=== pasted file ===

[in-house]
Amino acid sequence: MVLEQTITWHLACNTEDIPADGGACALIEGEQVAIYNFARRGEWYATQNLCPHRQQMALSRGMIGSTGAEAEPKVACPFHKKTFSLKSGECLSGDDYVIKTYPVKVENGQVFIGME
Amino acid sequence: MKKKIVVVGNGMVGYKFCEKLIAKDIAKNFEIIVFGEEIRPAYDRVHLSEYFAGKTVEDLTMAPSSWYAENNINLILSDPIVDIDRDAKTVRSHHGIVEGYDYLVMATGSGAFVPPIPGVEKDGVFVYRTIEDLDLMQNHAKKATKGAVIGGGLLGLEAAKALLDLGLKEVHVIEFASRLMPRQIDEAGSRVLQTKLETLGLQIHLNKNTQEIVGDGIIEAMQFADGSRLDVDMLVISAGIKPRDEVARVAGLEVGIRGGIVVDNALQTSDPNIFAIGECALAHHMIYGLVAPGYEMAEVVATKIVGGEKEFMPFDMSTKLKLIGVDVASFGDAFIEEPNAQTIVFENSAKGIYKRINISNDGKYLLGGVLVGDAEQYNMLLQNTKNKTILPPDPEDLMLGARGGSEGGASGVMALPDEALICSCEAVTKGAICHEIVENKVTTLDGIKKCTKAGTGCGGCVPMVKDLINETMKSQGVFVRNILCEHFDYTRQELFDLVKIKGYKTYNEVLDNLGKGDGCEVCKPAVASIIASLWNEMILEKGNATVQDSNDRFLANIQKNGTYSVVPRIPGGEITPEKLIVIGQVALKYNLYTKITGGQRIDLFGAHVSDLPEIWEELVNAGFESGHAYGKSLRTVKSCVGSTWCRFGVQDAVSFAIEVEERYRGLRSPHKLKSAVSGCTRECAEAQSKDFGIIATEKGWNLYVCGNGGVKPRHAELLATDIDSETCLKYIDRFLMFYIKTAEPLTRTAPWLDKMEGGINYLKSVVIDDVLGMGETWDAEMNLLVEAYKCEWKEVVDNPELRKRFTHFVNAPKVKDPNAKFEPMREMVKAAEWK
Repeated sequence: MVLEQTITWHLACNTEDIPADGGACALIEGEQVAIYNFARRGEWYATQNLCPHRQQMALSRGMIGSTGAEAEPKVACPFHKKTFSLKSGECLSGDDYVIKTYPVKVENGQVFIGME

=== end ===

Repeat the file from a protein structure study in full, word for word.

[in-house]
Amino acid sequence: MVLEQTITWHLACNTEDIPADGGACALIEGEQVAIYNFARRGEWYATQNLCPHRQQMALSRGMIGSTGAEAEPKVACPFHKKTFSLKSGECLSGDDYVIKTYPVKVENGQVFIGME
Amino acid sequence: MKKKIVVVGNGMVGYKFCEKLIAKDIAKNFEIIVFGEEIRPAYDRVHLSEYFAGKTVEDLTMAPSSWYAENNINLILSDPIVDIDRDAKTVRSHHGIVEGYDYLVMATGSGAFVPPIPGVEKDGVFVYRTIEDLDLMQNHAKKATKGAVIGGGLLGLEAAKALLDLGLKEVHVIEFASRLMPRQIDEAGSRVLQTKLETLGLQIHLNKNTQEIVGDGIIEAMQFADGSRLDVDMLVISAGIKPRDEVARVAGLEVGIRGGIVVDNALQTSDPNIFAIGECALAHHMIYGLVAPGYEMAEVVATKIVGGEKEFMPFDMSTKLKLIGVDVASFGDAFIEEPNAQTIVFENSAKGIYKRINISNDGKYLLGGVLVGDAEQYNMLLQNTKNKTILPPDPEDLMLGARGGSEGGASGVMALPDEALICSCEAVTKGAICHEIVENKVTTLDGIKKCTKAGTGCGGCVPMVKDLINETMKSQGVFVRNILCEHFDYTRQELFDLVKIKGYKTYNEVLDNLGKGDGCEVCKPAVASIIASLWNEMILEKGNATVQDSNDRFLANIQKNGTYSVVPRIPGGEITPEKLIVIGQVALKYNLYTKITGGQRIDLFGAHVSDLPEIWEELVNAGFESGHAYGKSLRTVKSCVGSTWCRFGVQDAVSFAIEVEERYRGLRSPHKLKSAVSGCTRECAEAQSKDFGIIATEKGWNLYVCGNGGVKPRHAELLATDIDSETCLKYIDRFLMFYIKTAEPLTRTAPWLDKMEGGINYLKSVVIDDVLGMGETWDAEMNLLVEAYKCEWKEVVDNPELRKRFTHFVNAPKVKDPNAKFEPMREMVKAAEWK
Repeated sequence: MVLEQTITWHLACNTEDIPADGGACALIEGEQVAIYNFARRGEWYATQNLCPHRQQMALSRGMIGSTGAEAEPKVACPFHKKTFSLKSGECLSGDDYVIKTYPVKVENGQVFIGME